Average Clutch Size

Clutch size is the number of eggs laid in a single nesting. When clutch sizes within populations are censused and then the number of young successfully reared is determined, it often turns out that the average clutch size is slightly below that which produces the greatest number of successfully reared young. One would expect clutch sizes to be evolutionarily determined to maximize reproduction. Why, then, would females lay "too few" eggs in a clutch? The reason is that evolution should, if possible, maximize reproduction over the lifetime of a female, not reproduction per brood. By being slightly conservative in the size of the clutches they produce, females may reduce the stresses of brood rearing and increase their chances of living through the following winter and producing more clutches.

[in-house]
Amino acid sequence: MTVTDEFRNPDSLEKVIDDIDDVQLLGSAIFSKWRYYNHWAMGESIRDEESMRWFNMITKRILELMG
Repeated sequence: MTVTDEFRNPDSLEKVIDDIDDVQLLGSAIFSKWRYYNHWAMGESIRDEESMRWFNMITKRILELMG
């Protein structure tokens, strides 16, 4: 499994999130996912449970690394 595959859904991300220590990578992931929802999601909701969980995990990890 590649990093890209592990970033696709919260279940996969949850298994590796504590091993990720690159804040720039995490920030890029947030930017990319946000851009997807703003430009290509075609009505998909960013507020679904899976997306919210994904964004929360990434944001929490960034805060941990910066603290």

Some birds, rather than laying fewer eggs than they can successfully rear, always lay more. Whooping Cranes lay clutches of two eggs, but almost always rear but one young. Presumably, it takes relatively little energy to lay the second egg, even though only one chick can be reared. The second egg is "insurance" against loss of an egg to accident or predation.

Conservationists sometimes take advantage of the insurance egg, removing it from the nest to hatch the chick for captive or foster breeding programs.

SEE: Variation in Clutch Sizes; Natural Selection; Hatching Asynchrony and Brood Reduction.

Copyright ® 1988 by Paul R. Ehrlich, David S. Dobkin, and Darryl Wheye.